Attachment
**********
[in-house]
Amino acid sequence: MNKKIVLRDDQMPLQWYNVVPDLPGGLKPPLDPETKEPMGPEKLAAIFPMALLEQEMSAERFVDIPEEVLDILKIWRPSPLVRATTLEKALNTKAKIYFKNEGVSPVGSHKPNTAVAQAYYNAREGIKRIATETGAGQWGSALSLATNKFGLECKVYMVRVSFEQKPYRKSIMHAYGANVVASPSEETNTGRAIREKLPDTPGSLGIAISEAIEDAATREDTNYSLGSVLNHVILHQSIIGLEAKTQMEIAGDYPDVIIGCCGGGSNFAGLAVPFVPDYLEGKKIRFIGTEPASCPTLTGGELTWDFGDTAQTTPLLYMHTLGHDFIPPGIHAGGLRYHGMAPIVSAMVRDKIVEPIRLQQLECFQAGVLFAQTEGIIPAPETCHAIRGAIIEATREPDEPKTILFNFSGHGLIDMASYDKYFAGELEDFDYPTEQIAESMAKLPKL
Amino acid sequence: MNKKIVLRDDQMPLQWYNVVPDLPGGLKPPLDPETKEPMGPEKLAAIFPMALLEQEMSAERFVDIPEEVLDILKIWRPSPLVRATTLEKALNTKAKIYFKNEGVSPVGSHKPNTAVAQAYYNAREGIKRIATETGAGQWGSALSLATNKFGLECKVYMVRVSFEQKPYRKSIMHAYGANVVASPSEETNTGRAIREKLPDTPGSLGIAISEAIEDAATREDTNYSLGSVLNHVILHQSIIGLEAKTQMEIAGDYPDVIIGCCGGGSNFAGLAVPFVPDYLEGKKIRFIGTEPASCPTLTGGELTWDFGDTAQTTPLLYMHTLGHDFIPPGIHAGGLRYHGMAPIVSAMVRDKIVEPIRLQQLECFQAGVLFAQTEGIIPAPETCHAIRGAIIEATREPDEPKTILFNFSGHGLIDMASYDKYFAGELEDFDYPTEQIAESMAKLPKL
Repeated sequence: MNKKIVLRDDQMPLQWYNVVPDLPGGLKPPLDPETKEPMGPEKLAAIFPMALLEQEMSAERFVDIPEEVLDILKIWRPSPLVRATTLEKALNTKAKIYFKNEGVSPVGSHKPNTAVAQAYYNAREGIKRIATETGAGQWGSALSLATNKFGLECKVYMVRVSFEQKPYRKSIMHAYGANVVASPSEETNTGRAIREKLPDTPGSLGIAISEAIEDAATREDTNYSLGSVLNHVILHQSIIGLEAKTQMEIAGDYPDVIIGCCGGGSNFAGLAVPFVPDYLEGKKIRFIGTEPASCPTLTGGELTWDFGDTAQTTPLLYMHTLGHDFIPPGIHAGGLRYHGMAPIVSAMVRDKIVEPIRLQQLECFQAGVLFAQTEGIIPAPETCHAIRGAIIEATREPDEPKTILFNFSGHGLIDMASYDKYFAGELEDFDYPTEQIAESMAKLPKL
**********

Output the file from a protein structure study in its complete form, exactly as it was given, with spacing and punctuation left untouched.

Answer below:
[in-house]
Amino acid sequence: MNKKIVLRDDQMPLQWYNVVPDLPGGLKPPLDPETKEPMGPEKLAAIFPMALLEQEMSAERFVDIPEEVLDILKIWRPSPLVRATTLEKALNTKAKIYFKNEGVSPVGSHKPNTAVAQAYYNAREGIKRIATETGAGQWGSALSLATNKFGLECKVYMVRVSFEQKPYRKSIMHAYGANVVASPSEETNTGRAIREKLPDTPGSLGIAISEAIEDAATREDTNYSLGSVLNHVILHQSIIGLEAKTQMEIAGDYPDVIIGCCGGGSNFAGLAVPFVPDYLEGKKIRFIGTEPASCPTLTGGELTWDFGDTAQTTPLLYMHTLGHDFIPPGIHAGGLRYHGMAPIVSAMVRDKIVEPIRLQQLECFQAGVLFAQTEGIIPAPETCHAIRGAIIEATREPDEPKTILFNFSGHGLIDMASYDKYFAGELEDFDYPTEQIAESMAKLPKL
Amino acid sequence: MNKKIVLRDDQMPLQWYNVVPDLPGGLKPPLDPETKEPMGPEKLAAIFPMALLEQEMSAERFVDIPEEVLDILKIWRPSPLVRATTLEKALNTKAKIYFKNEGVSPVGSHKPNTAVAQAYYNAREGIKRIATETGAGQWGSALSLATNKFGLECKVYMVRVSFEQKPYRKSIMHAYGANVVASPSEETNTGRAIREKLPDTPGSLGIAISEAIEDAATREDTNYSLGSVLNHVILHQSIIGLEAKTQMEIAGDYPDVIIGCCGGGSNFAGLAVPFVPDYLEGKKIRFIGTEPASCPTLTGGELTWDFGDTAQTTPLLYMHTLGHDFIPPGIHAGGLRYHGMAPIVSAMVRDKIVEPIRLQQLECFQAGVLFAQTEGIIPAPETCHAIRGAIIEATREPDEPKTILFNFSGHGLIDMASYDKYFAGELEDFDYPTEQIAESMAKLPKL
Repeated sequence: MNKKIVLRDDQMPLQWYNVVPDLPGGLKPPLDPETKEPMGPEKLAAIFPMALLEQEMSAERFVDIPEEVLDILKIWRPSPLVRATTLEKALNTKAKIYFKNEGVSPVGSHKPNTAVAQAYYNAREGIKRIATETGAGQWGSALSLATNKFGLECKVYMVRVSFEQKPYRKSIMHAYGANVVASPSEETNTGRAIREKLPDTPGSLGIAISEAIEDAATREDTNYSLGSVLNHVILHQSIIGLEAKTQMEIAGDYPDVIIGCCGGGSNFAGLAVPFVPDYLEGKKIRFIGTEPASCPTLTGGELTWDFGDTAQTTPLLYMHTLGHDFIPPGIHAGGLRYHGMAPIVSAMVRDKIVEPIRLQQLECFQAGVLFAQTEGIIPAPETCHAIRGAIIEATREPDEPKTILFNFSGHGLIDMASYDKYFAGELEDFDYPTEQIAESMAKLPKL